• PhzG;
  • phenazines;
  • chorismate;
  • DHHA.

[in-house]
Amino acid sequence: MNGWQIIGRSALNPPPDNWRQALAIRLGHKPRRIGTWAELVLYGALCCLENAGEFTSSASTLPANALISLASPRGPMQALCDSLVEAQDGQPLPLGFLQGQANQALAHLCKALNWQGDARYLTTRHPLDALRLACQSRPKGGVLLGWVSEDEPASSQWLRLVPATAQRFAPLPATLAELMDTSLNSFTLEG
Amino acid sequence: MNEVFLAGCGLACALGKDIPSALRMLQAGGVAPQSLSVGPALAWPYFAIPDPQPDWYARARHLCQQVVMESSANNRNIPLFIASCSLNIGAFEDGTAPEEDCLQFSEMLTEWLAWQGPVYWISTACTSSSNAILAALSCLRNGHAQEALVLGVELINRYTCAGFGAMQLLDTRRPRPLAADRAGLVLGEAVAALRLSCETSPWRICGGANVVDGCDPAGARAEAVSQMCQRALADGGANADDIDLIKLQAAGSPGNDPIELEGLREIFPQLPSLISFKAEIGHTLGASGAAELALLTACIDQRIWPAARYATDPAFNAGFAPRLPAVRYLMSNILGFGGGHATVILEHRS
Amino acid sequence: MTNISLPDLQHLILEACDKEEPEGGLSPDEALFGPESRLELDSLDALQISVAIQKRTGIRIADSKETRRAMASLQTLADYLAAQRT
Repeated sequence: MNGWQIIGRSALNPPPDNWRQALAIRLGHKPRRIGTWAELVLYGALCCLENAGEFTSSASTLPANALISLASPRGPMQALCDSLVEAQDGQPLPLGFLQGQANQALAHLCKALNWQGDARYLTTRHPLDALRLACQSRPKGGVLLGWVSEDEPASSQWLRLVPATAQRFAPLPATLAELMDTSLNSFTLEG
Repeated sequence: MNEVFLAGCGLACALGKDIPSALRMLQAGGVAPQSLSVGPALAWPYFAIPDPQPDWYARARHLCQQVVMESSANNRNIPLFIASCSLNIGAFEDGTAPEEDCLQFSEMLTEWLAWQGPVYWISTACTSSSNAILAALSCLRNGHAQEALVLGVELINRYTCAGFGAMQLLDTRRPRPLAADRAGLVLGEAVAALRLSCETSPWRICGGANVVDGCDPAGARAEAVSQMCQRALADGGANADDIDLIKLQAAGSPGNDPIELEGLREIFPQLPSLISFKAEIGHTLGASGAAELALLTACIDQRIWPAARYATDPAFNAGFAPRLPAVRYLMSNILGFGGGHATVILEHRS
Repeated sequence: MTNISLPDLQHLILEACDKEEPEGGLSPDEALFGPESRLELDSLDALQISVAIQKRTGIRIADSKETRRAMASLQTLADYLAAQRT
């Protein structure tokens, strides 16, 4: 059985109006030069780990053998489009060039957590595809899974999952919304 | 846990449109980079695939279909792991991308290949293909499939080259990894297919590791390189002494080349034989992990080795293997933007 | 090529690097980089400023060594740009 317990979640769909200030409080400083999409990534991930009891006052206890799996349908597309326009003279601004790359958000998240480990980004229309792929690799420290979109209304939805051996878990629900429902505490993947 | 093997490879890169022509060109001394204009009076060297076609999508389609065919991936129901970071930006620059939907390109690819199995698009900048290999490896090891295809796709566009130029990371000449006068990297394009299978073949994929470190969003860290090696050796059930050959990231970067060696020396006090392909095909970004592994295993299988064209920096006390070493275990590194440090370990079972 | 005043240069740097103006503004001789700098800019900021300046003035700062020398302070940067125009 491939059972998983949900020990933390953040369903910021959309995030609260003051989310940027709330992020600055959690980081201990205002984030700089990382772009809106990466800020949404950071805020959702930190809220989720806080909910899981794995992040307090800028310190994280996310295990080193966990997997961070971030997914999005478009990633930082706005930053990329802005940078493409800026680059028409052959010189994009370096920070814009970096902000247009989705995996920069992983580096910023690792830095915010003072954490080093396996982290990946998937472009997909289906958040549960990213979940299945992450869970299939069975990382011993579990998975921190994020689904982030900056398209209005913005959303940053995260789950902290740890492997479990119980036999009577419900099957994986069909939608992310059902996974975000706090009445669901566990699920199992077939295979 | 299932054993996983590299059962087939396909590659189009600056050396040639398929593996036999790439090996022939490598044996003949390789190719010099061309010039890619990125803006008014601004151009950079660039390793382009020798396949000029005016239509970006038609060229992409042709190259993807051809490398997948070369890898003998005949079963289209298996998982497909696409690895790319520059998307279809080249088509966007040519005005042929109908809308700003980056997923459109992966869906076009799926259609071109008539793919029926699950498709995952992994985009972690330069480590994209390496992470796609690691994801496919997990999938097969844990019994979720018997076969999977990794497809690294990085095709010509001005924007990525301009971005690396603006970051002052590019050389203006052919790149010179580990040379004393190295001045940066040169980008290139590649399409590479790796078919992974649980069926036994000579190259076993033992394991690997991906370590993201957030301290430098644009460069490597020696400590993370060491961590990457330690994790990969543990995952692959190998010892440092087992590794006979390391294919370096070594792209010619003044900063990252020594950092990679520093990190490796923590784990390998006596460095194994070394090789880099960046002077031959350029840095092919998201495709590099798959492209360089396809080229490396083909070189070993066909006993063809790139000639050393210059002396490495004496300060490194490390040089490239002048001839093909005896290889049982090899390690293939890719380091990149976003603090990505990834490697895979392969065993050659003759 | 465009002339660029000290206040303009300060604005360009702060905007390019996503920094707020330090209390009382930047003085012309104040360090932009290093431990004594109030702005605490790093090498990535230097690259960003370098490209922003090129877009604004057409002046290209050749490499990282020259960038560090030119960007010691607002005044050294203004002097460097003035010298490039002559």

PhzG is a flavin-dependent oxidase that is believed to play a role in phenazine antibiotic synthesis in various bacteria, including Pseudomonas. Phenazines are chorismic acid derivatives that provide the producing organisms, including the opportunistic pathogen P. aeruginosa, with a competitive growth advantage. Here, the crystal structures of PhzG from both P. aeruginosa and P. fluorescens solved in an unliganded state at 1.9 and 1.8 Å resolution, respectively, are described. Although the specific reaction in phenazine biosynthesis catalyzed by PhzG is unknown, the structural data indicates that PhzG is closely related to pyridoxine-5′-phosphate oxidase, the Escherichia coli pdxH gene product, which catalyzes the final step in pyridoxal-5′-phosphate (PLP) biosynthesis. A previous proposal suggested that the physiological substrate of PhzG to be 2,3-dihydro-3-hydroxyanthranilic acid (DHHA), a phenazine precursor produced by the sequential actions of the PhzE and PhzD enzymes on chorismate, and that two DHHA molecules dimerized in another enzyme-catalyzed reaction to yield phenazine-1-carboxylate. However, it was not possible to demonstrate any in vitro activity upon incubation of PhzG and DHHA. Interestingly, analysis of the in vitro activities of PhzG in combination with PhzF suggests that PhzF acts on DHHA and that PhzG then reacts with a non-aromatic tricyclic phenazine precusor to catalyze an oxidation/aromatization reaction that yields phenazine-1-carboxylate. It is proposed that phzG arose by duplication of pdxH and that the subtle differences seen between the structures of PhzG and PdxH correlate with the loss of the ability of PhzG to catalyze PLP formation. Sequence alignments and superimpositions of the active sites of PhzG and PdxH reveal that the residues that form a positively charged pocket around the phosphate of PLP in the PdxH–PLP complex are not conserved in PhzG, consistent with the inability of phosphorylated compounds to serve as substrates for PhzG.